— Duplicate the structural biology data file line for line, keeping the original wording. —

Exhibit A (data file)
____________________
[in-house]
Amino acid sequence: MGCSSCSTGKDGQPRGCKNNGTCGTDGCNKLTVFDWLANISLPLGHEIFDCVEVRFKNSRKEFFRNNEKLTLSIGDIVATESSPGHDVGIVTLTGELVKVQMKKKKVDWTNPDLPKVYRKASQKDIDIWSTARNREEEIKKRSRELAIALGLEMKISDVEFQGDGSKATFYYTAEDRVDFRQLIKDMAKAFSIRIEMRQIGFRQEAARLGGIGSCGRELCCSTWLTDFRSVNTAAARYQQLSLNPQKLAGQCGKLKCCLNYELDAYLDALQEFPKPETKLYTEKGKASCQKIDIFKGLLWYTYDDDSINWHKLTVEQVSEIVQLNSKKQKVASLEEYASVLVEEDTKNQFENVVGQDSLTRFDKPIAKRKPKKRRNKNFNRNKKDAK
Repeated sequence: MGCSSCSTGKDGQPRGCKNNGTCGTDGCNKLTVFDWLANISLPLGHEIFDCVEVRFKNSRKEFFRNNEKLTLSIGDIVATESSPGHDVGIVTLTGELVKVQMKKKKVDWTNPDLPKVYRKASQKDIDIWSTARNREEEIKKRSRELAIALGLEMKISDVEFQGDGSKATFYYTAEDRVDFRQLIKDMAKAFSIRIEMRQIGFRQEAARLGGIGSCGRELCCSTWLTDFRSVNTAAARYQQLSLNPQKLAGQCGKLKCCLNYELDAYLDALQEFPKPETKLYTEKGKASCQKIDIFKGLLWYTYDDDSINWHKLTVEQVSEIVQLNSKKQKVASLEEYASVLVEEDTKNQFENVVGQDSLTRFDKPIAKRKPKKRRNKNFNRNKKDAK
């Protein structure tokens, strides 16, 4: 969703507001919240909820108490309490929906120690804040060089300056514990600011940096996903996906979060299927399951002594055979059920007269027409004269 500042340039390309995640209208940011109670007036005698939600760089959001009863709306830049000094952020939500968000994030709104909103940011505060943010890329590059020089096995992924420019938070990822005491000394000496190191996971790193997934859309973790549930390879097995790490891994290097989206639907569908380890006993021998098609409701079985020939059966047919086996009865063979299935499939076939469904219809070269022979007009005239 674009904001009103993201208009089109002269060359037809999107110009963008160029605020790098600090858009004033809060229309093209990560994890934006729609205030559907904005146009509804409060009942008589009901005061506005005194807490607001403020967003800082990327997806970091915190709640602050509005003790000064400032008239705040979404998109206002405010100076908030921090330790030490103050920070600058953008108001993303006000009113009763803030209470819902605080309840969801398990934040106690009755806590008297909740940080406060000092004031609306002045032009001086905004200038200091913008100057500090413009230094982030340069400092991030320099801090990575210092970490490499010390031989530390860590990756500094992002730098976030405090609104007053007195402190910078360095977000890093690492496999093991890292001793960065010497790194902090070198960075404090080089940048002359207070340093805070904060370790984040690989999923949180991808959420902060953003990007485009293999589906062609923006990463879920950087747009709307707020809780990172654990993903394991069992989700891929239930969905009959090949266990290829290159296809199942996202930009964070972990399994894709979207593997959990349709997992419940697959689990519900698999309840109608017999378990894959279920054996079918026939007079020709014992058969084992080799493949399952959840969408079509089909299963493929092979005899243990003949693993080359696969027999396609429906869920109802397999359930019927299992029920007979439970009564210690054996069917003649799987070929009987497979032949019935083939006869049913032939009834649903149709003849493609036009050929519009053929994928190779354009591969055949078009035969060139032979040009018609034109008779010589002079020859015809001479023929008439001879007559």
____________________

[in-house]
Amino acid sequence: MGCSSCSTGKDGQPRGCKNNGTCGTDGCNKLTVFDWLANISLPLGHEIFDCVEVRFKNSRKEFFRNNEKLTLSIGDIVATESSPGHDVGIVTLTGELVKVQMKKKKVDWTNPDLPKVYRKASQKDIDIWSTARNREEEIKKRSRELAIALGLEMKISDVEFQGDGSKATFYYTAEDRVDFRQLIKDMAKAFSIRIEMRQIGFRQEAARLGGIGSCGRELCCSTWLTDFRSVNTAAARYQQLSLNPQKLAGQCGKLKCCLNYELDAYLDALQEFPKPETKLYTEKGKASCQKIDIFKGLLWYTYDDDSINWHKLTVEQVSEIVQLNSKKQKVASLEEYASVLVEEDTKNQFENVVGQDSLTRFDKPIAKRKPKKRRNKNFNRNKKDAK
Repeated sequence: MGCSSCSTGKDGQPRGCKNNGTCGTDGCNKLTVFDWLANISLPLGHEIFDCVEVRFKNSRKEFFRNNEKLTLSIGDIVATESSPGHDVGIVTLTGELVKVQMKKKKVDWTNPDLPKVYRKASQKDIDIWSTARNREEEIKKRSRELAIALGLEMKISDVEFQGDGSKATFYYTAEDRVDFRQLIKDMAKAFSIRIEMRQIGFRQEAARLGGIGSCGRELCCSTWLTDFRSVNTAAARYQQLSLNPQKLAGQCGKLKCCLNYELDAYLDALQEFPKPETKLYTEKGKASCQKIDIFKGLLWYTYDDDSINWHKLTVEQVSEIVQLNSKKQKVASLEEYASVLVEEDTKNQFENVVGQDSLTRFDKPIAKRKPKKRRNKNFNRNKKDAK
């Protein structure tokens, strides 16, 4: 969703507001919240909820108490309490929906120690804040060089300056514990600011940096996903996906979060299927399951002594055979059920007269027409004269 500042340039390309995640209208940011109670007036005698939600760089959001009863709306830049000094952020939500968000994030709104909103940011505060943010890329590059020089096995992924420019938070990822005491000394000496190191996971790193997934859309973790549930390879097995790490891994290097989206639907569908380890006993021998098609409701079985020939059966047919086996009865063979299935499939076939469904219809070269022979007009005239 674009904001009103993201208009089109002269060359037809999107110009963008160029605020790098600090858009004033809060229309093209990560994890934006729609205030559907904005146009509804409060009942008589009901005061506005005194807490607001403020967003800082990327997806970091915190709640602050509005003790000064400032008239705040979404998109206002405010100076908030921090330790030490103050920070600058953008108001993303006000009113009763803030209470819902605080309840969801398990934040106690009755806590008297909740940080406060000092004031609306002045032009001086905004200038200091913008100057500090413009230094982030340069400092991030320099801090990575210092970490490499010390031989530390860590990756500094992002730098976030405090609104007053007195402190910078360095977000890093690492496999093991890292001793960065010497790194902090070198960075404090080089940048002359207070340093805070904060370790984040690989999923949180991808959420902060953003990007485009293999589906062609923006990463879920950087747009709307707020809780990172654990993903394991069992989700891929239930969905009959090949266990290829290159296809199942996202930009964070972990399994894709979207593997959990349709997992419940697959689990519900698999309840109608017999378990894959279920054996079918026939007079020709014992058969084992080799493949399952959840969408079509089909299963493929092979005899243990003949693993080359696969027999396609429906869920109802397999359930019927299992029920007979439970009564210690054996069917003649799987070929009987497979032949019935083939006869049913032939009834649903149709003849493609036009050929519009053929994928190779354009591969055949078009035969060139032979040009018609034109008779010589002079020859015809001479023929008439001879007559």